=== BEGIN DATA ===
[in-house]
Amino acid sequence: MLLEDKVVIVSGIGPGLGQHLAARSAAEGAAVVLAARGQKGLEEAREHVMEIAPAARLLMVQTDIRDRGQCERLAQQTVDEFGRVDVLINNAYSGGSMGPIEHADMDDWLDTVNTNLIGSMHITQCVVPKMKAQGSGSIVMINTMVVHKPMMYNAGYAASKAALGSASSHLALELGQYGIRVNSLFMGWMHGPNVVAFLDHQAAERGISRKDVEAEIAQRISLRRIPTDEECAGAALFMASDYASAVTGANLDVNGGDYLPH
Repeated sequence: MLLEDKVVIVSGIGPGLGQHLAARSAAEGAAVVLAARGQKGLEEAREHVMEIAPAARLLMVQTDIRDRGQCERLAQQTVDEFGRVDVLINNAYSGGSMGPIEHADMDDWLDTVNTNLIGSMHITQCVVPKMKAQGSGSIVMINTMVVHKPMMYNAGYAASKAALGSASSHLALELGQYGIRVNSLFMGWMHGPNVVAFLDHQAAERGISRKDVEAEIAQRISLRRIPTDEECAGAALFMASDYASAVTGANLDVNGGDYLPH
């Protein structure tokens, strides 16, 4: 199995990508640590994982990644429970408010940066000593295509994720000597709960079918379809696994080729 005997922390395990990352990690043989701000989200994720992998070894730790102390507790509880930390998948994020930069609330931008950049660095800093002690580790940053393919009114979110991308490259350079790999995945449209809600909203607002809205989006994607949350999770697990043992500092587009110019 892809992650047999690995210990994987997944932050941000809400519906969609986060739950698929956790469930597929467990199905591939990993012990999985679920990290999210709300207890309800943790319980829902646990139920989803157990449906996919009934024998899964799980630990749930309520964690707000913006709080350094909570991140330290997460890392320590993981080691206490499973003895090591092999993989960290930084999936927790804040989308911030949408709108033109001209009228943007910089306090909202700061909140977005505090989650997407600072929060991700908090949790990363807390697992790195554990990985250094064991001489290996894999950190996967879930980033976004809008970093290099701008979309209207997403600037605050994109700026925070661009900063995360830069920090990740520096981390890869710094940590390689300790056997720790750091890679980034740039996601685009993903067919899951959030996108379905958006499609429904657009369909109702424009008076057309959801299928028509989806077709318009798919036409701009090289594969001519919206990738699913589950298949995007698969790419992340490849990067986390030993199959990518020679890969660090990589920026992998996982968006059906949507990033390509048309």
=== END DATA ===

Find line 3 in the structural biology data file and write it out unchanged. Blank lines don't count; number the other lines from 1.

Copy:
Repeated sequence: MLLEDKVVIVSGIGPGLGQHLAARSAAEGAAVVLAARGQKGLEEAREHVMEIAPAARLLMVQTDIRDRGQCERLAQQTVDEFGRVDVLINNAYSGGSMGPIEHADMDDWLDTVNTNLIGSMHITQCVVPKMKAQGSGSIVMINTMVVHKPMMYNAGYAASKAALGSASSHLALELGQYGIRVNSLFMGWMHGPNVVAFLDHQAAERGISRKDVEAEIAQRISLRRIPTDEECAGAALFMASDYASAVTGANLDVNGGDYLPH